Modern sub-ohm tanks and rebuildable atomizers are generally more efficient at getting you the nicotine you're looking for, though, so if you're using a better atomizer, you might need to reduce your nicotine level to compensate. Most beginners won't use rebuildables, but if you've got a sub-ohm tank, even pack-a-day smokers might find 18 mg/ml provides too much nicotine when coupled with the substantial vapor production, so you may need to drop down to 12 mg/ml or possibly even lower.
PG and VG in E-Cigarettes – A Primer
The remaining consideration is PG and VG, the commonly-used acronyms for propylene glycol and vegetable glycerin. These two chemicals basically serve the same purpose in e-liquid: they are carriers for the nicotine and flavorings, and they are easy to turn into a vapor.
From a vaper’s point of view, the core differences between them are the throat hit, the flavor, the vapor production and the viscosity.
PG is a thinner liquid, carries flavor a little bit better and produces a stronger throat hit compared to VG. This means higher-PG juices are well-suited to pretty much any atomizer, will maximize the flavor from your e-juice and will give you more of a smoke-like feeling at the back of your throat as you inhale.
VG, in comparison, is a more viscous liquid, has a much milder throat hit and produces denser clouds of vapor. This means you’ll need a tank with efficient wicking (such as a sub ohm tank) to get the most out of a higher-VG e-liquid, but that it’s a great choice for anybody who finds vaping higher-PG juices too harsh on the throat. Also, if you want big clouds, VG is your friend.
Which PG/VG Ratio is Right for Me?
PG/VG ratios are an important consideration, but it should be stressed that some variation in PG/VG ratios isn’t really an issue. Most liquids these days have around a 50/50 ratio, which gives some of the benefits of both and minimizes their respective downsides.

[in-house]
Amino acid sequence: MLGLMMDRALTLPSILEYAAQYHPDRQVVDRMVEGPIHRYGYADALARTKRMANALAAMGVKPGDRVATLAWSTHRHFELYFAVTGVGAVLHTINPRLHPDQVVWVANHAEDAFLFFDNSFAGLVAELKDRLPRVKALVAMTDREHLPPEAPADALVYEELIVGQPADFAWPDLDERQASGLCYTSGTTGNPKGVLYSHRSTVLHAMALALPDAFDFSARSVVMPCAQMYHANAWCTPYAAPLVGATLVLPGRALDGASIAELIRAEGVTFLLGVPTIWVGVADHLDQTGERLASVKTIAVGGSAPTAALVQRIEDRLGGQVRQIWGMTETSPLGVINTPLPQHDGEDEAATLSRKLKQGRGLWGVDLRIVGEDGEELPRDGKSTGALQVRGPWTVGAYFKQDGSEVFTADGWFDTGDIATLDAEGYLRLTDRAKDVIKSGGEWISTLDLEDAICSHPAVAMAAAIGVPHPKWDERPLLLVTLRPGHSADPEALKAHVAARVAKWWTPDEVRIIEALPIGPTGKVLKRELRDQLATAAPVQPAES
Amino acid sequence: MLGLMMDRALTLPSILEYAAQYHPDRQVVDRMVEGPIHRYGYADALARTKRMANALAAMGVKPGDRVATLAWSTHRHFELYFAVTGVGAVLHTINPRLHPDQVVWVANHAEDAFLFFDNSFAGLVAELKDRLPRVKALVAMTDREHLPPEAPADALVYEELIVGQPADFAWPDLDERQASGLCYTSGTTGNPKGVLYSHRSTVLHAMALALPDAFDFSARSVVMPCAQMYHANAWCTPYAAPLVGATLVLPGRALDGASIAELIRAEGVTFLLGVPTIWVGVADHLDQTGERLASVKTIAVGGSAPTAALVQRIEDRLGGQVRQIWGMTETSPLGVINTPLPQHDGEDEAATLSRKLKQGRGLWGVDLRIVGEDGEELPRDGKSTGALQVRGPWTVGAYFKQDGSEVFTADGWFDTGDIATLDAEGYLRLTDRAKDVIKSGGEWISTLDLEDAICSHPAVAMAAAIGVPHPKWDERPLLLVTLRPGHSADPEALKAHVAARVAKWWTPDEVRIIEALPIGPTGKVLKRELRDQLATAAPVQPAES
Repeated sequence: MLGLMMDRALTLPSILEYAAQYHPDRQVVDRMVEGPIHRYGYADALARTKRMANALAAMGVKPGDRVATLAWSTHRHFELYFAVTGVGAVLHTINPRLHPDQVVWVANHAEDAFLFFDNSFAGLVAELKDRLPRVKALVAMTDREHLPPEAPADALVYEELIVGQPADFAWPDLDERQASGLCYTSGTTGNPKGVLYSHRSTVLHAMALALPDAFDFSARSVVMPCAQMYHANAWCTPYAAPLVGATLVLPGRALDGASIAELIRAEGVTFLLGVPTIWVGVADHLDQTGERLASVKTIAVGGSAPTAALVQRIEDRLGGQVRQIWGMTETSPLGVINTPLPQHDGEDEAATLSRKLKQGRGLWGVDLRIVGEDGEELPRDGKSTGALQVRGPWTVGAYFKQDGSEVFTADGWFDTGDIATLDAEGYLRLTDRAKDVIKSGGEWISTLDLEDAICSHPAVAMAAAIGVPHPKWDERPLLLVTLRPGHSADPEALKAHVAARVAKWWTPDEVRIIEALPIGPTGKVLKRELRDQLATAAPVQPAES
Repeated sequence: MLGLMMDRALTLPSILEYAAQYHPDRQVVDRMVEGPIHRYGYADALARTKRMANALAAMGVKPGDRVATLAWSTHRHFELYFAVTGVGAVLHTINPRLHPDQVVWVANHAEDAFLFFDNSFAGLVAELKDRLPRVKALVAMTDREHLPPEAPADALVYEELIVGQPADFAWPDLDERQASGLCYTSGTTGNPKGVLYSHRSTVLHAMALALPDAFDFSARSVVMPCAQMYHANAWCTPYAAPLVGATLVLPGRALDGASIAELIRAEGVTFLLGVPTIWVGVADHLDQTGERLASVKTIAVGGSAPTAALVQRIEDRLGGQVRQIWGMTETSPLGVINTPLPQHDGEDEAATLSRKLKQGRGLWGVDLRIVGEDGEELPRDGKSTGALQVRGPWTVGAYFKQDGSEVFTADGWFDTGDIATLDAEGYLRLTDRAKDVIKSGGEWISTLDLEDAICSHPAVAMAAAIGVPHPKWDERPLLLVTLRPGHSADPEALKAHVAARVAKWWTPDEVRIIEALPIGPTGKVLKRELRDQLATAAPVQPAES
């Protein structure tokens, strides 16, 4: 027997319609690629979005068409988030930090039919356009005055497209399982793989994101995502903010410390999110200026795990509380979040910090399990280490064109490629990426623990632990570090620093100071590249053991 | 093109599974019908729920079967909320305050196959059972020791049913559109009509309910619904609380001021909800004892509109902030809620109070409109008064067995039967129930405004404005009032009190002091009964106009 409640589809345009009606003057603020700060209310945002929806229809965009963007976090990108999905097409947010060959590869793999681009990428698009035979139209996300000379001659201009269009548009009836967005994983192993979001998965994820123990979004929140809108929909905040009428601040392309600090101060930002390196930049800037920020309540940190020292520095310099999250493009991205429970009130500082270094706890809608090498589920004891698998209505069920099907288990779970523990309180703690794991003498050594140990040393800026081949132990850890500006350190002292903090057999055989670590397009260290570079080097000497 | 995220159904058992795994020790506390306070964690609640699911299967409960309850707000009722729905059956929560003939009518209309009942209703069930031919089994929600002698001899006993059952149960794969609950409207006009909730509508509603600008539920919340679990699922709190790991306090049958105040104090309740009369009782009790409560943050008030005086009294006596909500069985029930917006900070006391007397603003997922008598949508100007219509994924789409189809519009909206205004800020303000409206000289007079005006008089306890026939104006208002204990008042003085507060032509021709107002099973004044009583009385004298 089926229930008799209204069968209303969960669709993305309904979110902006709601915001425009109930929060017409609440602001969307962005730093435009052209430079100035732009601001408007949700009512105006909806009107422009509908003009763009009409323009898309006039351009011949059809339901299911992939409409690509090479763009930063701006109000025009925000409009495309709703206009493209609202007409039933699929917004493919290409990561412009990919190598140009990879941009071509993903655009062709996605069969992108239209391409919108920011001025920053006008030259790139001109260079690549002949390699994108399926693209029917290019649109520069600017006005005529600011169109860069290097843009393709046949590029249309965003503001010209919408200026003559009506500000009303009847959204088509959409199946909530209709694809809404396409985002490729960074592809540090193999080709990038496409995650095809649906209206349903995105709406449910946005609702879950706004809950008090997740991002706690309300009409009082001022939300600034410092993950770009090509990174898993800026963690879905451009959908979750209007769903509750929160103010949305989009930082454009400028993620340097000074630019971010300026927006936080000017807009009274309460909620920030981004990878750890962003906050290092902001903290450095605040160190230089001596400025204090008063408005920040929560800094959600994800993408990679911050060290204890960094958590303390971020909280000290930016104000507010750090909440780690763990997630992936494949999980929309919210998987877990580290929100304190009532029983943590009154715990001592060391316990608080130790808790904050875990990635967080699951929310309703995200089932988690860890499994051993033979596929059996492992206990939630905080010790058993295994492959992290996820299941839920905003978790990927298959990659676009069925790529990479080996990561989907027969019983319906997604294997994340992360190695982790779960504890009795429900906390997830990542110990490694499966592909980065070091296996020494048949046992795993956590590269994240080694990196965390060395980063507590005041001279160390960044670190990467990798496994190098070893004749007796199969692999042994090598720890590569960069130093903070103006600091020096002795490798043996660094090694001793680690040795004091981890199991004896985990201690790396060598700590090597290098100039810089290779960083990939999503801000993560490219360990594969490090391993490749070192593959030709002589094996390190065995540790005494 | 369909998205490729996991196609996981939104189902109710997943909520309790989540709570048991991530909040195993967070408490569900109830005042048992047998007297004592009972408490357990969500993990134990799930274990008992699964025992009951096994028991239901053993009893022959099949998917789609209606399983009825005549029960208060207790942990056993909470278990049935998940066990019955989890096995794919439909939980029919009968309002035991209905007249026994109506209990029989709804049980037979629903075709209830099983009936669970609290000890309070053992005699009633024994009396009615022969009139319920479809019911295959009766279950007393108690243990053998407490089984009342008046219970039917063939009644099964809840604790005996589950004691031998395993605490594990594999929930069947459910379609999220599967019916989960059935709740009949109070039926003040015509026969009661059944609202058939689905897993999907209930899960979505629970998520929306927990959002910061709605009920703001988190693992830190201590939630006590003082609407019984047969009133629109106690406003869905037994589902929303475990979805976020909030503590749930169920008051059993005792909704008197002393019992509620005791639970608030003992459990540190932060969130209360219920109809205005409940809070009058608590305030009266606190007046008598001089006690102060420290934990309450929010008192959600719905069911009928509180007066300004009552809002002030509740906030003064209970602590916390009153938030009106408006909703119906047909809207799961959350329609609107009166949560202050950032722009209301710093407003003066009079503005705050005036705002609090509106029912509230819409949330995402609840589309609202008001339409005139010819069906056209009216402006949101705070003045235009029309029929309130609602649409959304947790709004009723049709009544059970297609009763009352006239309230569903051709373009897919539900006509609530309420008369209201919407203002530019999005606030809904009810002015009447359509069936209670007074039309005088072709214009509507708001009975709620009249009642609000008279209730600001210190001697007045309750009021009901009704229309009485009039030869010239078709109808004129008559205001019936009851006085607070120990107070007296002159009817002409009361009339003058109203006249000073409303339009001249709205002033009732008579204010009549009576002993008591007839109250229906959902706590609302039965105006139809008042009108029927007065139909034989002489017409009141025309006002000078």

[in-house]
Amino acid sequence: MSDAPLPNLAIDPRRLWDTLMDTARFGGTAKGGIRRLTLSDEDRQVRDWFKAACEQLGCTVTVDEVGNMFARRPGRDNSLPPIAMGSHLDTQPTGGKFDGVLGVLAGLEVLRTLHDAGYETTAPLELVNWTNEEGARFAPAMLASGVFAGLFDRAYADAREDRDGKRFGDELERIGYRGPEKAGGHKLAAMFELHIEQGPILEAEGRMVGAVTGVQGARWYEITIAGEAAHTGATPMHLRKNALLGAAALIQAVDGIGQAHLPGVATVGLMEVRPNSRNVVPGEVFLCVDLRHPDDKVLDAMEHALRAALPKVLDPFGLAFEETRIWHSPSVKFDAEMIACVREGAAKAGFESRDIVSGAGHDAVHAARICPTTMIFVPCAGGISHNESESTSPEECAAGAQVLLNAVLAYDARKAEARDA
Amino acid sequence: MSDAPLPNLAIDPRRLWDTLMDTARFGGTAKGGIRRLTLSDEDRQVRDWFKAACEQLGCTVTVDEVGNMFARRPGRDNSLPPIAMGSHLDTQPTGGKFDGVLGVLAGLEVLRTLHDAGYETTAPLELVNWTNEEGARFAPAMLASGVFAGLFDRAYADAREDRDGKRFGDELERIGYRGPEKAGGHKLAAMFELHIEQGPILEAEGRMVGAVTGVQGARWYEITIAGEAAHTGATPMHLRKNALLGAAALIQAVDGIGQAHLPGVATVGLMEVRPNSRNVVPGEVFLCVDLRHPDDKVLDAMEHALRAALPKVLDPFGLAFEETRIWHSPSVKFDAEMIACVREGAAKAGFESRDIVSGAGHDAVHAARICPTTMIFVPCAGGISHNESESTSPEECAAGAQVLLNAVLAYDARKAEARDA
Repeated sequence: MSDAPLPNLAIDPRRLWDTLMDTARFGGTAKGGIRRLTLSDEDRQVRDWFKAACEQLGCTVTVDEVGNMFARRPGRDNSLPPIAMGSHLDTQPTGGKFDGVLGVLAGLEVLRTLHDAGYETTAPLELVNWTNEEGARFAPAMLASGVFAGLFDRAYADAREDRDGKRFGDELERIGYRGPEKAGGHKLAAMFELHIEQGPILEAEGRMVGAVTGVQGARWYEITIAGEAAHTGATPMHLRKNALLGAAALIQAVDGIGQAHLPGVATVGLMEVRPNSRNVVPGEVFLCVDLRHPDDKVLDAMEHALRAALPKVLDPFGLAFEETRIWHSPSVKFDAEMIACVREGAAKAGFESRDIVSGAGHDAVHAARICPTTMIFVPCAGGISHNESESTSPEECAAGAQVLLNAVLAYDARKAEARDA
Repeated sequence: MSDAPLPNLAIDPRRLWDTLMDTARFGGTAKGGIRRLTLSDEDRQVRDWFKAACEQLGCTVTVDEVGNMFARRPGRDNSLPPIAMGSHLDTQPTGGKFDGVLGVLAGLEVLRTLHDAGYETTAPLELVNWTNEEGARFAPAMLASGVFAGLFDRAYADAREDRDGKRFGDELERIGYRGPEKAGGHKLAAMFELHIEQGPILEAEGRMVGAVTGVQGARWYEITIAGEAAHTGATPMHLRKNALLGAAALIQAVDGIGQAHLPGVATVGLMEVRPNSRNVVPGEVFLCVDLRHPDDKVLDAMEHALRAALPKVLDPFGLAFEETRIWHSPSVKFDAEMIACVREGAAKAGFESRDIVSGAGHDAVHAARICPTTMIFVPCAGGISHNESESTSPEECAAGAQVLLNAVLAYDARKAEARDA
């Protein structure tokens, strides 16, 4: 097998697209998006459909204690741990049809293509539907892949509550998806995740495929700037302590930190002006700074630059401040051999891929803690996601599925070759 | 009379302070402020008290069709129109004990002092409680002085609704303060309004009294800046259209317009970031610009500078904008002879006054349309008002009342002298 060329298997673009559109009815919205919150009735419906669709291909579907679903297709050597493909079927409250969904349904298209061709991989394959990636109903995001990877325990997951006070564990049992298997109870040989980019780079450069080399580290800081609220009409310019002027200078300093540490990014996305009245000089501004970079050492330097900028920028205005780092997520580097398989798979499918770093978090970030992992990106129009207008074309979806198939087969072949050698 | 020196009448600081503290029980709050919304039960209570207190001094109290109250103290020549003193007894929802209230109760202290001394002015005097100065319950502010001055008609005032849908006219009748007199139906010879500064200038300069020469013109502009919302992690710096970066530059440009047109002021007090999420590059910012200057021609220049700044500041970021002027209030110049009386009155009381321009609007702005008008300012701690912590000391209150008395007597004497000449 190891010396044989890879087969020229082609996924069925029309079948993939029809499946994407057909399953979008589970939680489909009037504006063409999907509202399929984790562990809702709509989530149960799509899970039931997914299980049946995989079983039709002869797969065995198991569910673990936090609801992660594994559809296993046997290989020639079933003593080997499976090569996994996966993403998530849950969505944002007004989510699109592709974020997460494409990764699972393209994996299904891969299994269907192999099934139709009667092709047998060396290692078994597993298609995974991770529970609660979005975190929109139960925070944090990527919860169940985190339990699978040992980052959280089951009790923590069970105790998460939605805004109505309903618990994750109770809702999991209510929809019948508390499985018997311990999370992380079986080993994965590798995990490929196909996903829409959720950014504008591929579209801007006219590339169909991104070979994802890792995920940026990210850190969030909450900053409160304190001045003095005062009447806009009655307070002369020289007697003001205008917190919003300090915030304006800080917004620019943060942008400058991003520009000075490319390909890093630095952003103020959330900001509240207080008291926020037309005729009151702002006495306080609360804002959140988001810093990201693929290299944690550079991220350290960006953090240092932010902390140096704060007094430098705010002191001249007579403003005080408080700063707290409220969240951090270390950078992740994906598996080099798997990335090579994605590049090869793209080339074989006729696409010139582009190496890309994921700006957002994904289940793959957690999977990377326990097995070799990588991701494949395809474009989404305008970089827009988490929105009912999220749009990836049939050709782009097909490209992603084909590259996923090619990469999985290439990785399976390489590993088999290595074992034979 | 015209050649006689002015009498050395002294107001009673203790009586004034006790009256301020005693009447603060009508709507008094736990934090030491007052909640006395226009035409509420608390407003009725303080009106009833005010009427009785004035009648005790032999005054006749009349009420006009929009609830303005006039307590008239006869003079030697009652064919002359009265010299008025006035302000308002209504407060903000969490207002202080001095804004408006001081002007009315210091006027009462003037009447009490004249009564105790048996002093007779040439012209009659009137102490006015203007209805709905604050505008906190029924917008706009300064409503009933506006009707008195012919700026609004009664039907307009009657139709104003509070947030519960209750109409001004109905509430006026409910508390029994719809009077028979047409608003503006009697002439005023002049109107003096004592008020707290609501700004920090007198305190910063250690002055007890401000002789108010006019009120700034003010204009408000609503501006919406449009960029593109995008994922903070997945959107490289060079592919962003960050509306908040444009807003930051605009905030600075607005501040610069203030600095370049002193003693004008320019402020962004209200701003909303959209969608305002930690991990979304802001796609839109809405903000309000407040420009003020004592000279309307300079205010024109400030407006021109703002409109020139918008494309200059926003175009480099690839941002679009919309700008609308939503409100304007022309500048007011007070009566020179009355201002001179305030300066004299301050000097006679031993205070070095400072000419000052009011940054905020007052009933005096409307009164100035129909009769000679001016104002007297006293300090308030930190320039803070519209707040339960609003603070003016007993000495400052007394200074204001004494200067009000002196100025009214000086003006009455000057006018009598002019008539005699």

For most vapers, as long as it’s close to this, you’ll be satisfied – anything from 70/30 (PG to VG) to 30/70 is absolutely fine. If you want a slightly stronger throat hit, or want a thinner e-liquid to improve wicking and avoid “dry hits,” then opt for one with the balance tipped in favor of PG. If you want a smoother throat hit or more vapor, slightly higher VG ratios are great.
The only juices to consider carefully are ones with more than 70 % of one ingredient. With 80 % PG or more, the juice will be thin (and carry flavor a little better than VG-based juices), but the throat hit – especially for a higher-nicotine juice – might make vaping unpleasant. Some people are also sensitive to PG, so higher-PG juices would be very unpleasant to vape for that reason.
For higher-VG juices (again, classing this as higher than 80 % VG), the viscosity will cause a problem with many clearomizers and tanks, and the throat hit will be severely lacking. You’ll get a thicker cloud of vapor, but this is less important for just-switching smokers, who will undoubtedly miss the throat hit from PG. However, higher-VG juices are great for anybody who finds normal juices too harsh on their throat, and may enable you to enjoy a higher nicotine level than you’d be able to otherwise.
Additionally, the better vapor production from sub-ohm tanks means that higher-PG liquids can be quite harsh on your throat if you're using one. So if you have a sub-ohm tank or rebuildable, it's worth considering higher-VG blends for that reason too. Starting at around 50/50 and adjusting as needed is still the best approach, though.
So the take-away message here is very simple: most e-juices have a roughly even mixture of PG and VG, and will be suitable for most vapers. If you have a preference for vapor production or throat hit, you can shift the balance accordingly. The only time to go to the extreme ends of the spectrum is if you’ve tried ordinary PG/VG ratios and you have a strong preference for one or the other.
Experiment With Different Options, But Norms Exist for a Reason
The lesson from this is that you may need to experiment a little to find the ideal PG/VG ratio and nicotine level for your needs, but there are good reasons for the common recommendations when it comes to nicotine and PG/VG ratios. If you stick close to the norm, you’ll probably find something to suit your preferences, but don’t be afraid to try something else out if you’re unsatisfied with your early experiences as a vaper.